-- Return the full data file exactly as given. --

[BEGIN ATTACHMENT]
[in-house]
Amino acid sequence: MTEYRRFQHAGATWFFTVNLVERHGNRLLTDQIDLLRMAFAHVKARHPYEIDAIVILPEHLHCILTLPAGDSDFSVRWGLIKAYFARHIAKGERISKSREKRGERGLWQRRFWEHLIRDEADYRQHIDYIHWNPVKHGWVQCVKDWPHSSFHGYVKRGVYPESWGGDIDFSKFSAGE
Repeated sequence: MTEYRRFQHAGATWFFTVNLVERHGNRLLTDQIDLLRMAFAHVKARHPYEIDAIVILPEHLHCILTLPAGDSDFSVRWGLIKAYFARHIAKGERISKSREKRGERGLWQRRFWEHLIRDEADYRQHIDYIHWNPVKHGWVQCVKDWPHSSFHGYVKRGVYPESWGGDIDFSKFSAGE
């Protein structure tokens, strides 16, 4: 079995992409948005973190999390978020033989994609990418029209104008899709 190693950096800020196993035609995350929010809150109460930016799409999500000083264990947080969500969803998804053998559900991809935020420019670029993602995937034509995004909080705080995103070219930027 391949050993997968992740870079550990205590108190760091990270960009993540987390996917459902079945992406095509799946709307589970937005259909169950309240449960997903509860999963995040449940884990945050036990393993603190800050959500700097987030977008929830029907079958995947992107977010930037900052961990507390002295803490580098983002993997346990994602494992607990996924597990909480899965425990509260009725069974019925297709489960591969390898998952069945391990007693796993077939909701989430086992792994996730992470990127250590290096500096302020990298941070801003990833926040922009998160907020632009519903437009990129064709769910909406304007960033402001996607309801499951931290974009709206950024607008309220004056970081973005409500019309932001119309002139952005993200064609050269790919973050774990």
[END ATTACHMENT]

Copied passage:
[in-house]
Amino acid sequence: MTEYRRFQHAGATWFFTVNLVERHGNRLLTDQIDLLRMAFAHVKARHPYEIDAIVILPEHLHCILTLPAGDSDFSVRWGLIKAYFARHIAKGERISKSREKRGERGLWQRRFWEHLIRDEADYRQHIDYIHWNPVKHGWVQCVKDWPHSSFHGYVKRGVYPESWGGDIDFSKFSAGE
Repeated sequence: MTEYRRFQHAGATWFFTVNLVERHGNRLLTDQIDLLRMAFAHVKARHPYEIDAIVILPEHLHCILTLPAGDSDFSVRWGLIKAYFARHIAKGERISKSREKRGERGLWQRRFWEHLIRDEADYRQHIDYIHWNPVKHGWVQCVKDWPHSSFHGYVKRGVYPESWGGDIDFSKFSAGE
């Protein structure tokens, strides 16, 4: 079995992409948005973190999390978020033989994609990418029209104008899709 190693950096800020196993035609995350929010809150109460930016799409999500000083264990947080969500969803998804053998559900991809935020420019670029993602995937034509995004909080705080995103070219930027 391949050993997968992740870079550990205590108190760091990270960009993540987390996917459902079945992406095509799946709307589970937005259909169950309240449960997903509860999963995040449940884990945050036990393993603190800050959500700097987030977008929830029907079958995947992107977010930037900052961990507390002295803490580098983002993997346990994602494992607990996924597990909480899965425990509260009725069974019925297709489960591969390898998952069945391990007693796993077939909701989430086992792994996730992470990127250590290096500096302020990298941070801003990833926040922009998160907020632009519903437009990129064709769910909406304007960033402001996607309801499951931290974009709206950024607008309220004056970081973005409500019309932001119309002139952005993200064609050269790919973050774990």